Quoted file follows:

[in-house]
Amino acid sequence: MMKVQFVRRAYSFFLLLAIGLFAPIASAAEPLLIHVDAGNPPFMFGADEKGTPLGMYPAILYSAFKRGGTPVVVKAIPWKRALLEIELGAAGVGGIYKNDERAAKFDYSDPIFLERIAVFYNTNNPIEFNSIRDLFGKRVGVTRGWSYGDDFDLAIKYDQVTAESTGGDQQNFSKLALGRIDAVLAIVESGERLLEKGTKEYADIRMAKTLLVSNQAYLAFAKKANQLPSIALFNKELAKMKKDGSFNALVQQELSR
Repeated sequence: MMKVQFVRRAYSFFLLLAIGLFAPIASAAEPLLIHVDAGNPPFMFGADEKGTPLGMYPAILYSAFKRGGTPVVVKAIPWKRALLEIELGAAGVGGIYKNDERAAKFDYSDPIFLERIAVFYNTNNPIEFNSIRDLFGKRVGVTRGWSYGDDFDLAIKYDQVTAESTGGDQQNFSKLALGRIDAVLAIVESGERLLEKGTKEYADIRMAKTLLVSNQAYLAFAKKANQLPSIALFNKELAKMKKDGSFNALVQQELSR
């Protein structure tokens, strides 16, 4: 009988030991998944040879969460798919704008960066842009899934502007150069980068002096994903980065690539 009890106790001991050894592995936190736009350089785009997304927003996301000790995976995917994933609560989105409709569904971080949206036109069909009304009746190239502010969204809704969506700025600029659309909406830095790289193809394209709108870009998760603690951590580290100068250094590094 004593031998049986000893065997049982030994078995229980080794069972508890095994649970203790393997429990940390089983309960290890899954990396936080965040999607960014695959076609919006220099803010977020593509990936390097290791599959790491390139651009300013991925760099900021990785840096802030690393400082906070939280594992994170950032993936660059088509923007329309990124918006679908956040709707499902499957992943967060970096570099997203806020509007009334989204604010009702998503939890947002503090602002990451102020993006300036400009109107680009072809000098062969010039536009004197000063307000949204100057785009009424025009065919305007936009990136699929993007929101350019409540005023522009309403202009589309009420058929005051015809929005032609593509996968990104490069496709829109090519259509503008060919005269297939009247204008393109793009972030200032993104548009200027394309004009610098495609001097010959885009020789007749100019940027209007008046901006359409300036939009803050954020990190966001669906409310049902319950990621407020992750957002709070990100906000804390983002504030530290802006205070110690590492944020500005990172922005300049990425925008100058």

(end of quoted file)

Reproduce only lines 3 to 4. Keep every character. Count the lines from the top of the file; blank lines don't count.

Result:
Repeated sequence: MMKVQFVRRAYSFFLLLAIGLFAPIASAAEPLLIHVDAGNPPFMFGADEKGTPLGMYPAILYSAFKRGGTPVVVKAIPWKRALLEIELGAAGVGGIYKNDERAAKFDYSDPIFLERIAVFYNTNNPIEFNSIRDLFGKRVGVTRGWSYGDDFDLAIKYDQVTAESTGGDQQNFSKLALGRIDAVLAIVESGERLLEKGTKEYADIRMAKTLLVSNQAYLAFAKKANQLPSIALFNKELAKMKKDGSFNALVQQELSR
């Protein structure tokens, strides 16, 4: 009988030991998944040879969460798919704008960066842009899934502007150069980068002096994903980065690539 009890106790001991050894592995936190736009350089785009997304927003996301000790995976995917994933609560989105409709569904971080949206036109069909009304009746190239502010969204809704969506700025600029659309909406830095790289193809394209709108870009998760603690951590580290100068250094590094 004593031998049986000893065997049982030994078995229980080794069972508890095994649970203790393997429990940390089983309960290890899954990396936080965040999607960014695959076609919006220099803010977020593509990936390097290791599959790491390139651009300013991925760099900021990785840096802030690393400082906070939280594992994170950032993936660059088509923007329309990124918006679908956040709707499902499957992943967060970096570099997203806020509007009334989204604010009702998503939890947002503090602002990451102020993006300036400009109107680009072809000098062969010039536009004197000063307000949204100057785009009424025009065919305007936009990136699929993007929101350019409540005023522009309403202009589309009420058929005051015809929005032609593509996968990104490069496709829109090519259509503008060919005269297939009247204008393109793009972030200032993104548009200027394309004009610098495609001097010959885009020789007749100019940027209007008046901006359409300036939009803050954020990190966001669906409310049902319950990621407020992750957002709070990100906000804390983002504030530290802006205070110690590492944020500005990172922005300049990425925008100058």